Thirty five Internet experts on Thursday proposed creating an international committee that could impose targeted sanctions against Russian military and propaganda websites without knocking ordinary civilian sites offline.
Thursday’s proposal — made in an open letter signed by politicians, Internet activists, networking experts, security researchers and others — opposes disconnecting all Russian websites as dangerously broad and likely to impede the ability of ordinary Russians to navigate the Internet. The signatories particularly worry about depriving Russians of news and information at a time when the government of President Vladimir Putin has almost totally choked off the nation’s free press.
“Our principal concern is that the Internet not be used as a weapon against civilian populations,” said Bill Woodcock, executive director of Packet Clearing House and an organizer of Thursday’s open letter.
The letter suggests technical approaches to quarantine some Russian sites from easy online access while not affecting websites for most businesses and routine government services, such as schools and hospitals.
The most promising idea, the letter says, would be to create a list of sites that major online networks could chose to avoid, much as they already deny connections to sites known to deliver malware or spam. But as a first step, the signatories proposed creating a new volunteer committee that would convene soon to consider the issue of possible sanctions against Russian websites and how to implement them.
The letter makes clear the group’s opposition to a request from Ukrainian officials last month asking ICANN, the California-based nonprofit group that oversees the implementation of Internet addresses, to suspend use of Russia’s country domains, which include “.ru” and two others.
Signers of Thursday letter called such a move — which ICANN declined last week — “disproportionate and inappropriate” because of its impact on Russian civilians seeking to use the Internet for routine purposes.
“Sanctions should be focused and precise,” the letter says. “They should minimize the chance of unintended consequences or collateral damage. Disproportionate or overbroad sanctions risk fundamentally alienating populations.”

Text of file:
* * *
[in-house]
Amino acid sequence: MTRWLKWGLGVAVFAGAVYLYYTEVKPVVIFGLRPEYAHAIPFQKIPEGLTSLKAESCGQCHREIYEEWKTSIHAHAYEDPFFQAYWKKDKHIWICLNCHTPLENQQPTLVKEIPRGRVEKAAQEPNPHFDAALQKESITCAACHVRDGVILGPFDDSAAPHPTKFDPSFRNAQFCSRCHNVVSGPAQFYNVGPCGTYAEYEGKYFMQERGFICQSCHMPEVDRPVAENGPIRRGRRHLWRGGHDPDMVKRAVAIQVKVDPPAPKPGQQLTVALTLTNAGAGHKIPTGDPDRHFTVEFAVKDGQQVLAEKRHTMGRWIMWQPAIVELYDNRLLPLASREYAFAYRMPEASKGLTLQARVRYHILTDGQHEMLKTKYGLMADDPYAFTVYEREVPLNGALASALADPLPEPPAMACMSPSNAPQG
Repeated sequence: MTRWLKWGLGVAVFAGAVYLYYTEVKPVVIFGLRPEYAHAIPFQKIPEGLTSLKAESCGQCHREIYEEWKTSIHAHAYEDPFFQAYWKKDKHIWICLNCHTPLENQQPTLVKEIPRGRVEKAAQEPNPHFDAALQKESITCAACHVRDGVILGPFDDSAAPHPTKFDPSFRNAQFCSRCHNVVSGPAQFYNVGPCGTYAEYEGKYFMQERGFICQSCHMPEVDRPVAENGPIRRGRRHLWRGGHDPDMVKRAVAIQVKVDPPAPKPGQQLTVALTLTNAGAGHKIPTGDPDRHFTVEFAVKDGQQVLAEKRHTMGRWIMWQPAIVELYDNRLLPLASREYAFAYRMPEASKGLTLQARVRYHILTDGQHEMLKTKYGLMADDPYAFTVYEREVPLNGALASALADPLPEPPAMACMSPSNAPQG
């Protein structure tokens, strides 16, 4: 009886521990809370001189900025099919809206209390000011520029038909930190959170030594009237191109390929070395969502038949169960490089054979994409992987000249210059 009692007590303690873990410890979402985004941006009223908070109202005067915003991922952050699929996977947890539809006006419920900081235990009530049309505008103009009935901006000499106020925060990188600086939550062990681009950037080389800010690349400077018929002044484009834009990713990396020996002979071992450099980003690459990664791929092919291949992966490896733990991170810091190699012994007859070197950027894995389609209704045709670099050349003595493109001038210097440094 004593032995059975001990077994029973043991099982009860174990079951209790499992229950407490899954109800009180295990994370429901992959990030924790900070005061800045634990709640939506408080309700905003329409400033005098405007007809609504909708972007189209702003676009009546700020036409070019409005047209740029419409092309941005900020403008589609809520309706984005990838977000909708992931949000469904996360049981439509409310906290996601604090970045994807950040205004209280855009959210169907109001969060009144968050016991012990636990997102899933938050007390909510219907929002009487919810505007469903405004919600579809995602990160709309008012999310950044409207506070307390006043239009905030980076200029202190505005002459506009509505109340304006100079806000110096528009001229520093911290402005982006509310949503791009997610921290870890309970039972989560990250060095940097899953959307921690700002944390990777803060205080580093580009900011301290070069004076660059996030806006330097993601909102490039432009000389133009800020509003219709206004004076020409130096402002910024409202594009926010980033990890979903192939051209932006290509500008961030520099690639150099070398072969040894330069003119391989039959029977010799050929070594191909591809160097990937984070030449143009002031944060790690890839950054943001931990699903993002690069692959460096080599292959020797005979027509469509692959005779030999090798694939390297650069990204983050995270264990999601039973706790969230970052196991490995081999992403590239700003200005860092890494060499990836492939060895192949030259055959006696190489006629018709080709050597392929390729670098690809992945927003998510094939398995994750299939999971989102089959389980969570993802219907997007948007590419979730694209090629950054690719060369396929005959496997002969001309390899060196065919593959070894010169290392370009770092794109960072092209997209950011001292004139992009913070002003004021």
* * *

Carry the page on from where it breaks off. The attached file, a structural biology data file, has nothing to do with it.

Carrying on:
But the letter says, “Military and propaganda agencies and their information infrastructure are potential targets of sanctions.”
Already, Russian propaganda sources such as RT are blocked in some parts of the world.
Efforts to wall off Russia from the Internet have provoked concern among digital rights activists who have called for protecting Russians’ ability to operate online at a time when their sources of credible independent information are rapidly dwindling.
Even a targeted approach left some Internet rights activists unnerved.
“The creation of a global block list will ignite the darkest fears of those already suspicious of the Internet governance world,” said Peter Micek, general counsel of digital rights group Access Now. “Its legitimacy would be questioned from the start, and only an airtight, inclusive, and open process for proposing, vetting, appealing, and implementing such a list could hope to meet human rights standards.” Such a process would take “years of input into design and testing,” he said. “I have serious doubts that such a blacklist would meet the established, rigorous test for interfering with freedom of expression in the short term.”
Thursday’s proposal envisions what it calls a “multi-stakeholder mechanism” to evaluate whether and how to implement sanctions. That mechanism would create a list of IP addresses and Web domains that would be communicated and updated using the Border Gateway Protocol, which networks use to route traffic through the Internet’s many junction points. Individual networks could then choose whether to deny access to the list of targeted IP addresses and Web domains. A multi-stakeholder approach has been common within the world of Internet governance, especially in the decades since the U.S. government withdrew from overseeing the network it first incubated in a Pentagon program in the 1960s.